Both food timing and the integrity of the internal clock in the liver altered rhythms of metabolism in mice. Almost half of the rhythmic genes are regulated by both the internal clock and when food is ingested.
Dietary triglycerides directly alter signaling in the reward circuit to regulate behavior. The findings reveal a potential mechanism by which triglyceride-rich diets may lead to adaptions in dopamine signaling that underlie reward deficit and compulsive behaviors.
Children born with high levels of triglycerides and low-density lipoprotein in their cord blood samples were more likely to receive lower ratings from their teachers on both social and emotional development scales.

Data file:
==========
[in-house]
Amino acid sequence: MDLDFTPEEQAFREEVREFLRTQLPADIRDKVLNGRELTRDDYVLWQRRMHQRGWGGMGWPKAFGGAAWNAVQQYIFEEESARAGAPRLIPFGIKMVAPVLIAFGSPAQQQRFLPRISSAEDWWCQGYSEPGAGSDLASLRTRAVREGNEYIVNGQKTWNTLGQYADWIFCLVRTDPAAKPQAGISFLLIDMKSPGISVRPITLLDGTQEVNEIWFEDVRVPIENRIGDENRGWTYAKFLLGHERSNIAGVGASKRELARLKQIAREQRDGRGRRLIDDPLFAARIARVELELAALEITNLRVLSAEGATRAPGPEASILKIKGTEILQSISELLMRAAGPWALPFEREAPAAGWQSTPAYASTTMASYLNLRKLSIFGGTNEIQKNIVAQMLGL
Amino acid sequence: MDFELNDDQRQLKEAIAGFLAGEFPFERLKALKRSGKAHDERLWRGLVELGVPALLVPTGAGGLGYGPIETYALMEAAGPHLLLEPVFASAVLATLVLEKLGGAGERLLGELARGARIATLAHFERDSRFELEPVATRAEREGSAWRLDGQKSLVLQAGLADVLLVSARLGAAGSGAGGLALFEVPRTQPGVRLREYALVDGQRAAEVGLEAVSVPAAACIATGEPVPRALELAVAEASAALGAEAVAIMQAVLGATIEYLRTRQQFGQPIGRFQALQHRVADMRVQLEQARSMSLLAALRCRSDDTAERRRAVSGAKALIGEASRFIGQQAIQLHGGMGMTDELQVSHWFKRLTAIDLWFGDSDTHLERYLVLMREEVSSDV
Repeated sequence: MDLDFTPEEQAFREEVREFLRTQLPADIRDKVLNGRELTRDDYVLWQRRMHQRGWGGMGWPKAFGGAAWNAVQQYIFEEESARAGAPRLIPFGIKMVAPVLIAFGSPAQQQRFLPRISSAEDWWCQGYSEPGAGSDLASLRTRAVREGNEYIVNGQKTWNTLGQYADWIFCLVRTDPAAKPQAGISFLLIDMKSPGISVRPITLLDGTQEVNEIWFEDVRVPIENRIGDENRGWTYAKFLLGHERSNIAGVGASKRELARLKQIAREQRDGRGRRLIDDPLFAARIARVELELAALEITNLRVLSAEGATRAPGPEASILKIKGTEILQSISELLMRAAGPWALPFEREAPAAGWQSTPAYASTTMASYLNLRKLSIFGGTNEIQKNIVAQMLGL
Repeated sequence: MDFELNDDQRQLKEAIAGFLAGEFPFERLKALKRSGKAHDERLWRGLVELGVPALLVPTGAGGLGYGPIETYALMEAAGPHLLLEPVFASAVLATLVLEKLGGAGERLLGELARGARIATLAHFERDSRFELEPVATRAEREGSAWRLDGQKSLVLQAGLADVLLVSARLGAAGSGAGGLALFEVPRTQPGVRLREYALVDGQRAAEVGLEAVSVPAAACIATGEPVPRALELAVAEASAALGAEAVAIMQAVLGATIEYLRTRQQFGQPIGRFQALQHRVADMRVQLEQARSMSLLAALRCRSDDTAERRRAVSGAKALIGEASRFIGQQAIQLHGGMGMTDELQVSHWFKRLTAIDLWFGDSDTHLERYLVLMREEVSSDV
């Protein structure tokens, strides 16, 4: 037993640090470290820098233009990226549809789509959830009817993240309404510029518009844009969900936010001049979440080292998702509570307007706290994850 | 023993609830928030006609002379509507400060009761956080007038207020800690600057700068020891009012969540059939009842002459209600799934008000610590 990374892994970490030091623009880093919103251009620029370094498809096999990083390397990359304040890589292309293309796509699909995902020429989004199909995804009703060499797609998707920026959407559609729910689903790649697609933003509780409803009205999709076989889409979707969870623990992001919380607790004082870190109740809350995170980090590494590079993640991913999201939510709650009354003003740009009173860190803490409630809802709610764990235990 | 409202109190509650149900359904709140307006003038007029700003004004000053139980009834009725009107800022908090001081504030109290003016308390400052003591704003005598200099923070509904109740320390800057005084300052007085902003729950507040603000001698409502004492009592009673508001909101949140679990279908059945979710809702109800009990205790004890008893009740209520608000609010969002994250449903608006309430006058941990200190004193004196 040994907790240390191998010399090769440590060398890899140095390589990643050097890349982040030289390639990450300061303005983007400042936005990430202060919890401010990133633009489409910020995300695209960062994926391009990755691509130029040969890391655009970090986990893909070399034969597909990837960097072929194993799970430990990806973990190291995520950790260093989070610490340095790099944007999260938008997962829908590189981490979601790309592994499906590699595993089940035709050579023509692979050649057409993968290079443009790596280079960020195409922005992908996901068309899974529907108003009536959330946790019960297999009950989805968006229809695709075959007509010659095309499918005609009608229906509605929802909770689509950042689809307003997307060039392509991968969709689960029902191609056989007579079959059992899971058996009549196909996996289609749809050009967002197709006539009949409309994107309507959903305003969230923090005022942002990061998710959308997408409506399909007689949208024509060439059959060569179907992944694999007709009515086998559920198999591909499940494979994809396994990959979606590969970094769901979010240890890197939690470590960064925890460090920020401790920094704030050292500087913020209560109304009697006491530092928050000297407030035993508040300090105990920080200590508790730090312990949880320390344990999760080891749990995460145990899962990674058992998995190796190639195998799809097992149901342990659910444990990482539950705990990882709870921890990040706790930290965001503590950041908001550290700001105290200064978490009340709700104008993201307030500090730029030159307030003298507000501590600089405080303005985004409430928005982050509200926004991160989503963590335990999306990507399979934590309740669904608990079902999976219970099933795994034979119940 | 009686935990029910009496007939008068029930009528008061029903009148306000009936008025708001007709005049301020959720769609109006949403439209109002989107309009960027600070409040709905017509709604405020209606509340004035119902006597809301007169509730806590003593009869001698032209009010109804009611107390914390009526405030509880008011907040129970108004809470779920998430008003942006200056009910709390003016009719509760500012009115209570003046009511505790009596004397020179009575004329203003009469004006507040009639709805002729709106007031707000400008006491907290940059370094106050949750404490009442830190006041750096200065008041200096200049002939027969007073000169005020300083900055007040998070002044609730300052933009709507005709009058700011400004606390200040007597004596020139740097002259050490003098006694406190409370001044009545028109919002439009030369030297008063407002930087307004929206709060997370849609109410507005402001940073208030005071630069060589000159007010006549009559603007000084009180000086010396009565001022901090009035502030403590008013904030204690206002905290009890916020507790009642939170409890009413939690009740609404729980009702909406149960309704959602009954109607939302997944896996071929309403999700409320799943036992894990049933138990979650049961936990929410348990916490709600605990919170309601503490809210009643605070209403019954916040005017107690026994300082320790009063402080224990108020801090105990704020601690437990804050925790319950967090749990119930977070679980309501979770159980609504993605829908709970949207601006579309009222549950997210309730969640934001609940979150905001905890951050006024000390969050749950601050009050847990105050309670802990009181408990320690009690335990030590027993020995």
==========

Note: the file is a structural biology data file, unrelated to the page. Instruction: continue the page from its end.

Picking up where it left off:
According to researchers, type 2 diabetes patients who intensively controlled their blood sugar levels during the ACCORD eye study cut their risk of diabetic retinopathy by up-to half in a long term follow up study.